Wage increases

Nurses’ and midwives’ wages were frozen during the Covid-19 pandemic and real wages have been falling for the past 18 months, with 7% inflation in Australia. Decent wages have been central to attracting and retaining nurses and midwives in the healthcare system. The ANMF is currently campaigning for wage increases.

Reduce management contact outside of work

With acute nurse and midwifery shortages, managers are trying to fill gaps in shift converage by constantly contacting nurses when they are off-duty asking them to do extra shifts. This means nurses and midwives are unable to relax properly when they are at home. The SA ANMF has won an agreement that nurses will have 2 days per fortnight when they cannot be contacted by managers with requests to do extra shifts, unless they specifically agree to be contacted.

Industrial action

The NSW ANMF has a current industrial campaign including strike action over pay, nursing and midwifery shortages and nurse-to-patient ratios that has been building momentum, with the numbers of nurses and midwives attending rallies on the steps of  the NSW Parliament, far exceeding the expectation of the organisers. An ANMF official present identified how important taking collective action is in giving nurses and midwives a sense of their own collective power:

(Nurses and midwives in the first strike) ‘they were jubilant, … they were doing something, they were acting, … that moment of power gave them a sense of euphoria. At the second strike they were just angry (about what the Premier was doing in Parliament). The third strike, I would frame as determination, beyond which is giving members a feeling that their voice has been heard’. (Interview with union official ANMF NSW)

Professional Training programs

The ANMF runs a variety of professional training programs for nurses and midwives. For example, the SA ANMF develops and conducts training for nurses to upgrade their qualifications or gain entry to specialisms in short supply, such as ICU or mental health, which is paid for by the SA Government. This strengthens the connection between nurses and their union.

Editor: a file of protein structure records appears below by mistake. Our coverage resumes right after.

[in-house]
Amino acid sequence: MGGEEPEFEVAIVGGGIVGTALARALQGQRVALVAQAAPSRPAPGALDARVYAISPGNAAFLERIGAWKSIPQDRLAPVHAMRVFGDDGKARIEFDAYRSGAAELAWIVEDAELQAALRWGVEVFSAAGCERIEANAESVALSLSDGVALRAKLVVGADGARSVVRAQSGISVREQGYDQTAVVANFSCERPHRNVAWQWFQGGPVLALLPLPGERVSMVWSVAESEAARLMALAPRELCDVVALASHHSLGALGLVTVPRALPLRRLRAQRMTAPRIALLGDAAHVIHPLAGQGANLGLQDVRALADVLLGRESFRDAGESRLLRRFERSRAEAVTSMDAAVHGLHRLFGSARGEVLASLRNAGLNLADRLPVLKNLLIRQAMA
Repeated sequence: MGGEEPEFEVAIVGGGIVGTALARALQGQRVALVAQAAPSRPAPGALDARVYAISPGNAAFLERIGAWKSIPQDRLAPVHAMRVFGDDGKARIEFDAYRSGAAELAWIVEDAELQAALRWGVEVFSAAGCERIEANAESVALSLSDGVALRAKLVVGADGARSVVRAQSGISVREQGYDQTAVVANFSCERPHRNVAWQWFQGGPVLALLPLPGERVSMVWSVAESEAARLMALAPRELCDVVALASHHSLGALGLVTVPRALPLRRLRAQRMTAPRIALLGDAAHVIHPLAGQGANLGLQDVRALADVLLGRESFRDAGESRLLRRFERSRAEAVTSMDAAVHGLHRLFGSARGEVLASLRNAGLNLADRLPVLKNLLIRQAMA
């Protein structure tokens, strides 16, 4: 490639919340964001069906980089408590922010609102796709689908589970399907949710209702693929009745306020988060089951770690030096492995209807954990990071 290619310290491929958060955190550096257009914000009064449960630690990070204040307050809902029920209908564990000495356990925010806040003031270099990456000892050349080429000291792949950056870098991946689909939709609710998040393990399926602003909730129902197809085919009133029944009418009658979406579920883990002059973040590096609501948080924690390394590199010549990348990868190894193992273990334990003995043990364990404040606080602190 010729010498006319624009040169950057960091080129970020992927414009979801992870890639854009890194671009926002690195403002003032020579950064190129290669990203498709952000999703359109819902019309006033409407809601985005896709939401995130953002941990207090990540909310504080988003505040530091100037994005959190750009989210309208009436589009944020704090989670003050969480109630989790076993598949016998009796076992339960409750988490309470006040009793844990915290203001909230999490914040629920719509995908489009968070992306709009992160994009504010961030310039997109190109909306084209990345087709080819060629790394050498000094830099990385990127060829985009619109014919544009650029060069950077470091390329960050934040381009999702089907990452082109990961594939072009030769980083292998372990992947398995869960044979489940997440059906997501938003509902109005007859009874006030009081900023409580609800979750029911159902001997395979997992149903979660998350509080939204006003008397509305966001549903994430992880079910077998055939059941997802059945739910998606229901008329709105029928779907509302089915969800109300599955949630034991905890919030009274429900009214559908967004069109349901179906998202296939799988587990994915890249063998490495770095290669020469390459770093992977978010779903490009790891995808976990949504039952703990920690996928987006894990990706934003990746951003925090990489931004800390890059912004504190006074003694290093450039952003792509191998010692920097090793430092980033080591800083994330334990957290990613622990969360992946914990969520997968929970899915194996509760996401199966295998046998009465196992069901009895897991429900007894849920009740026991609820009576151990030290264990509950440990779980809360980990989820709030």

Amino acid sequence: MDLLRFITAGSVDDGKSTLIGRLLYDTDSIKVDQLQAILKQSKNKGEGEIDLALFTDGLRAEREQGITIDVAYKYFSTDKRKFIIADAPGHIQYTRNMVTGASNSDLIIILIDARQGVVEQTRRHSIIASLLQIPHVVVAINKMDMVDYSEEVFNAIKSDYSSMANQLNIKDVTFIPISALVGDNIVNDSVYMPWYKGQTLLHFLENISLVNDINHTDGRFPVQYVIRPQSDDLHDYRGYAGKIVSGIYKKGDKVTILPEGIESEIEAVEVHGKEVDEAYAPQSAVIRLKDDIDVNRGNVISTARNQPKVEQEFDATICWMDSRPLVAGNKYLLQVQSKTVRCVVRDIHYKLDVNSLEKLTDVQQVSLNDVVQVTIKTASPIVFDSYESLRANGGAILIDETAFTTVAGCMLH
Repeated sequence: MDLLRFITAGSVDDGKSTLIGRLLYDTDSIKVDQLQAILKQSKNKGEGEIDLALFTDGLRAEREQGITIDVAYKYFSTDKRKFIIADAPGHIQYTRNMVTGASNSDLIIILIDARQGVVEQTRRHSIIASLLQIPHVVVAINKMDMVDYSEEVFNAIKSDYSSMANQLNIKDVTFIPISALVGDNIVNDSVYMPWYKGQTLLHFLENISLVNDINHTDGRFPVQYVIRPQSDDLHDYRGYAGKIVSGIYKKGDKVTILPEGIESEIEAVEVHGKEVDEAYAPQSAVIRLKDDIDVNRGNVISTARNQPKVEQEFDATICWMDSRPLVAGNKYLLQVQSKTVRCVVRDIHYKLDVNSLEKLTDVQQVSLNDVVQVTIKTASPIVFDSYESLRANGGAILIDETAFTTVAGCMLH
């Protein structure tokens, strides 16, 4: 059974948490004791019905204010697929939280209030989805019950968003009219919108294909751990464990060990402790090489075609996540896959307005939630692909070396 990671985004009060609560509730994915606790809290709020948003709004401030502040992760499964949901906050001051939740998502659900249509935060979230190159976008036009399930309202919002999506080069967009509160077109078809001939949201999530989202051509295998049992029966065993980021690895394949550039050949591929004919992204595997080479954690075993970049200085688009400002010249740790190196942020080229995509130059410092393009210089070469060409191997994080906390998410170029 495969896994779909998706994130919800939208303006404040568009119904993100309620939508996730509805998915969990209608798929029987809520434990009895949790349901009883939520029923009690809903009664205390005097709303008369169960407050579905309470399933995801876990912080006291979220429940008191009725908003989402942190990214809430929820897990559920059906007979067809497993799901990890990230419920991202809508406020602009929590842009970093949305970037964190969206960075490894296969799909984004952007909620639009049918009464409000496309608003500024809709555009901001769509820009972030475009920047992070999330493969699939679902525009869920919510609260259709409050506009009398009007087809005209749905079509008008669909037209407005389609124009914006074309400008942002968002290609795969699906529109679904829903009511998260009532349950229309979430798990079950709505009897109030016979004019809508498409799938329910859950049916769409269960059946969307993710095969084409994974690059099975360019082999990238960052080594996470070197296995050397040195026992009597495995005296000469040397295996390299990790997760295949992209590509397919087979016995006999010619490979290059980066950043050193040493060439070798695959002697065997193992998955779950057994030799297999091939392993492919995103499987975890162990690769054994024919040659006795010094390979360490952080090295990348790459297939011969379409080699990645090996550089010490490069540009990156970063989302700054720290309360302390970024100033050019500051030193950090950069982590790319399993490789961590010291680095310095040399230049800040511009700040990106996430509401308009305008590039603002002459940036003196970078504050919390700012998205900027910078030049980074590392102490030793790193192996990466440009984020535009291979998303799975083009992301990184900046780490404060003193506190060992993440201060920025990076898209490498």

Advocacy for support for mental health of nurses and midwives

There was significant ambivalence about the introduction of resilience training for nurses within both the NSW and SA Australian branches of the ANMF. They were mindful that a focus on individual nurses coping capacity failed to address the key structural issues related to staff shortages that underpinned psychosocial risks and hence nurses’ well-being. One of their key slogans is ‘Stop telling us to cope!’ They are critical of some employers who provide tokenistic support, for example, offering cakes, etc to ‘say thanks’ to nurses, when they often have no time for a lunch or toilet break. This leads to further cynicism amongst nurses.

However, in recognising the increased risks of burnout and post-traumatic stress with rises in harassment, bullying and violence in healthcare settings, the ANMF is supporting the development of psychosocial support by trained staff to provide debriefing sessions at ward level to deal with traumatic incidents. They have also won an improved funding for employee assistance programs with more access to counsellors and referrals to professional help. Nevertheless, getting funding and resourcing by employers remains difficult, and the staffing shortage itself makes it difficult for nurses to leave the ward for support sessions.

4.8 Conclusion:

Poor mental health among Australian workers has been increasing over the past decade, with healthcare workers at highest risk. The stress, burnout, fatigue, moral distress, and post-traumatic stress increasingly reported by healthcare workers is related to high levels of psychosocial risk factors. These risk factors include high workloads, loss of professional autonomy, bullying and harassment and violence at work. In turn, these are underpinned by a long term and worsening healthcare workforce crisis in combination with, until recently, poor support for identifying and addressing psychosocial risk factors at legislative, regulative and employer levels.

The healthcare workforce crisis, while driven by severe workforce shortages, is exacerbated by a series of negative feedback loops in workforce dynamics. Staff shortages and poor skill mixes increase workloads and work stress for workers, leading to increased staff turnover, problems in supporting new graduates due to lack of nurse educators and insufficient capacity for training placements as well as related problems in retaining new graduates. Staff shortages also impact on experienced nurses by limiting their opportunities for professional and skill development, which negatively affects morale, professional autonomy, and the number in support roles for more junior staff.